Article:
I’m a bit late with my post, but have been busy with out-of-town visitors and getting some writing work done. I have my first sale (YAY!!). It’s small, but still, it’s a sale. I sold two children’s poems to High Five magazine (sister publication of Highlights), and I am thrilled. I’ve also been working on an article I hope to sell to Highlights and just put it into the mail yesterday, so back to your regularly scheduled blogging!
Some years ago, someone at a writer’s conference mentioned a book “every writer or aspiring writer should read” – Writing Down the Bones: Freeing the Writer Within by Natalie Goldberg. I went on Amazon and ordered a used copy. When I received the book, it was a tiny thing – about the size of a cigarette pack. It is a Shambhala Pocket Classic. Never heard of them before. But I have to tell you, it’s been kind of a gift. Most of the time, I keep it in my purse. If I get stuck waiting on line in a store or, God forbid, the DMV or Post Office, I pull it out and read a few pages.
It seems no matter to what page I open, I find something useful or helpful or inspiring or affirming. Let me give you an example. I opened the book the other day and ran across this:
Writers are great lovers. They fall in love with other writers. That’s how they learn to write. They take on a writer, read everything by him or her, read it over again until they understand how the writer moves, pauses, and sees. That’s what being a lover is: stepping out of yourself, stepping into someone else’s skin. Your ability to love another’s writing means those capabilities are awakened in you. It will only make you bigger; it won’t make you a copy cat.
I love that. It encourages me (and gives me permission) to take the time to read good writing, to immerse myself in it, to scoop it up slowly with a small spoon, and taste every word. I have met some writers over the years who have sucked me in completely with their extraordinary art and I have, indeed, immersed myself in all I could find by them and savored the works. This experience with writers really began for me quite early.
Laura Ingalls Wilder was likely the first. I must have been in second or third grade when I read Little House in the Big Woods, then found the rest and read right through them and read them again. I re-read them as an adult after my daughters were born and found them every bit as engaging as I did as a child. I re-read some and discussed them with my grandson as he read them. That says a lot about the writing.I always find her work inspiring.
Lucy Maude Montgomery followed close on Laura’s heels. The Avonlea series is simply heartbreakingly good. I revisited them more than once, savoring the strong movement of words across the page.
The first writing lover for me as an adult was John Steinbeck. He has become a life-long love of mine. I believe I have read every piece of fiction Steinbeck wrote, most of them many times. My first encounter was when I was about twelve or thirteen. One of my best friends was a girl named Julie who had the most cool parents in the world and lived in an incredible house – modern and unlike any other house I’d been in. They had a large, circular living room. Floor-to-ceiling windows made up about half the walls, and most of the rest was a floor-to-ceiling book case filled with hardcover books. It had a ladder that ran on a track across the front. Yes. A rolling ladder, just like in those libraries in the homes of dukes and lords. One day while I visited, Julie’s step-dad climbed the little ladder and pulled a book from a high shelf. He handed it to me and said, “I think you’re ready for this. Let’s talk about it when you’re done reading it.” I was astonished to have an adult loan me a book, but more astonished to find he was interested in talking with me about it.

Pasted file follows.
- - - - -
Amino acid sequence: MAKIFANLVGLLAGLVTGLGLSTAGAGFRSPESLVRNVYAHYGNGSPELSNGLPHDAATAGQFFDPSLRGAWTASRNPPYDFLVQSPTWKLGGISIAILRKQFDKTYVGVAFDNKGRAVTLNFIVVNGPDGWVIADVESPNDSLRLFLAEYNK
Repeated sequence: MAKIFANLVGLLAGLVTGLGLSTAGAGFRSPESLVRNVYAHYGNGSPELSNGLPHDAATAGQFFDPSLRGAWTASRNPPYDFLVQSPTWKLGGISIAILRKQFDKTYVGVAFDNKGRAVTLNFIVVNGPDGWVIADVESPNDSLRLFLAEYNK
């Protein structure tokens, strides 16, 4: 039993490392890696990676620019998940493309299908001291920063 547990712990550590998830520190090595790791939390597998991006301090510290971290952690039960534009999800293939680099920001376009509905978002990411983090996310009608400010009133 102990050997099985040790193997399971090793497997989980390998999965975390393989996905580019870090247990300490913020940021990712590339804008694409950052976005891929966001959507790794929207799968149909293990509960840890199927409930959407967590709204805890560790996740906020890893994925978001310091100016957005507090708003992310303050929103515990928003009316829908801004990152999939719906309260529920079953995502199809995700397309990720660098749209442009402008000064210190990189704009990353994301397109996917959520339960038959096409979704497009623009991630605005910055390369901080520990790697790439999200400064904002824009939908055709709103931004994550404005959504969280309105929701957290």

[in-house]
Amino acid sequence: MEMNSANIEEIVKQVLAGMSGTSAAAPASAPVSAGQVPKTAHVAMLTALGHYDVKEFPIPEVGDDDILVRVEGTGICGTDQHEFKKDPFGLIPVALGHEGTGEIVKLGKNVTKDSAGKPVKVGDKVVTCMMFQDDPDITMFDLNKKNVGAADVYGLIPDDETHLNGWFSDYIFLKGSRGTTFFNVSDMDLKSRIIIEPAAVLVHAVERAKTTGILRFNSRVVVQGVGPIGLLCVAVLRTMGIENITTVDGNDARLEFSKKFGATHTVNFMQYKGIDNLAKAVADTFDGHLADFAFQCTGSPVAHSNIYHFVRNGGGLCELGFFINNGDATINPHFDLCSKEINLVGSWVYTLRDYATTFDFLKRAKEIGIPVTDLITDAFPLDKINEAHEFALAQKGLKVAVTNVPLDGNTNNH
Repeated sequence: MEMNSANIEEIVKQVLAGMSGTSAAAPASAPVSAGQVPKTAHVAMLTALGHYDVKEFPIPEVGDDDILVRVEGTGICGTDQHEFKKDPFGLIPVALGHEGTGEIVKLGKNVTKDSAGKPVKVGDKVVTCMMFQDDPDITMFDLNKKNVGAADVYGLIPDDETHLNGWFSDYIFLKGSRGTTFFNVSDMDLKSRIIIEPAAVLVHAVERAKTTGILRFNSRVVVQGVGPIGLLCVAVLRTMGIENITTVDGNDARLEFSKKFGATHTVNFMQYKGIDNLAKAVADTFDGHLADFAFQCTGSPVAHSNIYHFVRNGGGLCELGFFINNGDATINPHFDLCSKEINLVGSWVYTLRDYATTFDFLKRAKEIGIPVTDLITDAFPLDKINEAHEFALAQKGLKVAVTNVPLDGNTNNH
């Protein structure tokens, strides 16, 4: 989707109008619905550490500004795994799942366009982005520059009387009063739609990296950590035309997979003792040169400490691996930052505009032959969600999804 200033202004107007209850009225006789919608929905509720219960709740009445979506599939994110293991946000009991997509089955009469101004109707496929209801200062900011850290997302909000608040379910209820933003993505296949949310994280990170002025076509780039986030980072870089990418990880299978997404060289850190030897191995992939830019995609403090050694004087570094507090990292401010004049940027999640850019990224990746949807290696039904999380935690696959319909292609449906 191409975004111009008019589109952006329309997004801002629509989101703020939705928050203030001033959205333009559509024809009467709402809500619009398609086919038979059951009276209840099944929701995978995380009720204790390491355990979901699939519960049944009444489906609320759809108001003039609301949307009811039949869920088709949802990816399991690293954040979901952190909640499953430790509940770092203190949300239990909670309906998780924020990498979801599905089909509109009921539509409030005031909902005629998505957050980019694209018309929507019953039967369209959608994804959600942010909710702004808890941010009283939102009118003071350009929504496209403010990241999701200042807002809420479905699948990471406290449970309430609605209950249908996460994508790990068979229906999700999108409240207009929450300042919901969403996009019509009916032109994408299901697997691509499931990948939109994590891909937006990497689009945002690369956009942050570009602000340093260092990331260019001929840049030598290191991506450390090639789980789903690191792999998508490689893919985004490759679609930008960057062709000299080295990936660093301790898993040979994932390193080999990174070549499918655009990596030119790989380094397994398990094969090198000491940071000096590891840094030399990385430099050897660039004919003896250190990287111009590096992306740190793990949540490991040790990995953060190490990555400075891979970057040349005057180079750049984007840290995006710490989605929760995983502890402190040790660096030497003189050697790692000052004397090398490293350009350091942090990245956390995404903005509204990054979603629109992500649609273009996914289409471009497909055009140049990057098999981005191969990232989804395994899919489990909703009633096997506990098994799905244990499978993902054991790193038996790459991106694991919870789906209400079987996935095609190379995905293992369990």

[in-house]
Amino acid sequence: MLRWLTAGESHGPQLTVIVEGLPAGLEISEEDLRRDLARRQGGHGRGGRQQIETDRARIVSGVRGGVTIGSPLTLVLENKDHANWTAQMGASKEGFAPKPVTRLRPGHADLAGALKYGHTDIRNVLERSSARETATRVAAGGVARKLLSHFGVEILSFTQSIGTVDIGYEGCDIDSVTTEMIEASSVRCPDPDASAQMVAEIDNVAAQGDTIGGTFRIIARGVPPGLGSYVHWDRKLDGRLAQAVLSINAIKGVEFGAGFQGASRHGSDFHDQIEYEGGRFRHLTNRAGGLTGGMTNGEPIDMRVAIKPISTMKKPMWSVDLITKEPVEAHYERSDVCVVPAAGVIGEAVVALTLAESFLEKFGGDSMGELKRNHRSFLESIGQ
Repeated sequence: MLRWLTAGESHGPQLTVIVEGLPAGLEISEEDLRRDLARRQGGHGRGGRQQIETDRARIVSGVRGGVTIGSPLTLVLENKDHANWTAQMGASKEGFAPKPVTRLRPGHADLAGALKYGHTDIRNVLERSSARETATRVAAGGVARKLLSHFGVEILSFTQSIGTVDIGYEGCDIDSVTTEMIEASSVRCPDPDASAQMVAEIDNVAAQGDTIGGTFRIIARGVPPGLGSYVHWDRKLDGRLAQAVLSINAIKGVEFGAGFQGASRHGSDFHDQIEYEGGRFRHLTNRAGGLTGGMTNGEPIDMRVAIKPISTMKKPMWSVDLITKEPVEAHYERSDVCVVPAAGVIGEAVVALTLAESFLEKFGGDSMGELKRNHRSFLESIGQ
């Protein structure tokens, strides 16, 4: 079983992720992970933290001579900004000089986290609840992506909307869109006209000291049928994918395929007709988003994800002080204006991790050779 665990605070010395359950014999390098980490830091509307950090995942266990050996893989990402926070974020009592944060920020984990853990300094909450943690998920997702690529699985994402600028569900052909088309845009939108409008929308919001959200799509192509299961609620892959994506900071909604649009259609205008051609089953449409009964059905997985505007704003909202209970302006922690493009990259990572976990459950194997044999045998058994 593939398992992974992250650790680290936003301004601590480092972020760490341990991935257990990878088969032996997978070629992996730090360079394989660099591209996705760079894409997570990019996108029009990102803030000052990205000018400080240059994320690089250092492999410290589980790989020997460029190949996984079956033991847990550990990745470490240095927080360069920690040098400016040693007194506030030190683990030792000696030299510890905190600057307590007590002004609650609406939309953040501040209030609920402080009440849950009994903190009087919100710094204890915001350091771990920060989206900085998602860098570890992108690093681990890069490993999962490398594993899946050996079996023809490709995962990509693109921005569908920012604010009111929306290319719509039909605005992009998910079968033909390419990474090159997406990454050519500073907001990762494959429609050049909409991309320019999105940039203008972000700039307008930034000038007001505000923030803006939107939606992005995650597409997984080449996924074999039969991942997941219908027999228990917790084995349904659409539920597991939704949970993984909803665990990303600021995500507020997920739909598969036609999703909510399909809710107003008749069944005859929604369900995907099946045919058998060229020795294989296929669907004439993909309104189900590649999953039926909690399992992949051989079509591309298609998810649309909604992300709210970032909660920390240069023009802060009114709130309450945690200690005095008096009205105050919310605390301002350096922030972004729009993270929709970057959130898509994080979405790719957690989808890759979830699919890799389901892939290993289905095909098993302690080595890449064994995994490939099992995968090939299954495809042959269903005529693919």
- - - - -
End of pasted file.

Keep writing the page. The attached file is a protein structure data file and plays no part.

The book was Of Mice and Men. I would guess I have read it at least forty times. I taught it for many years and always told my students I considered it a perfect novel. It has everything in it I wanted to teach students about literature – great characters, incredible descriptive writing, literary allusion, imagery, foreshadowing, irony, strong symbolism – all packed into a great sweeping story. And the names. I could talk for hours about the names in this wonderful little book. This book, and especially how it came to me, truly changed my life. I proceeded to read every piece of fiction I could find by Steinbeck, even Cup of Gold and Burning Bright, which I don’t recommend, by the way. Every writer has experiments that shouldn’t see the light of day. And I don’t think Of Mice and Men is Steinbeck’s best, but it surely cannot be overlooked. The distinction of being his best, in my mind, belongs to East of Eden. If you haven’t read it, my goodness, what a treat you have in store.
I’ve gone through short-term love affairs with other writers but always return to Steinbeck. His short stories are little gems. My soon-to-be-son-in-law, Eric Baldwin, recently called me to discuss The Chrysanthemums, one of the short stories from Steinbeck’s collection published as The Long Valley. Now I have to tell you, Eric made a lot of points with me that day. Not only was he reading and appreciating my favorite author, but he gave me the gift of reminding me of that superb little story and to remind myself to spend some time with my first great love, gobbling up his words and drawing inspiration from his brilliance. You may also visit my writing lover. No jealousy here. I love to share him with others. Go ahead. Pick up some of his work. Steep yourself in it. Step out of yourself and into John Steinbeck’s skin. Fall in love with him if you like. Natalie Goldberg and I would approve.
Who are your reading or writing lovers? How did you discover him or her? Inquiring minds want to know.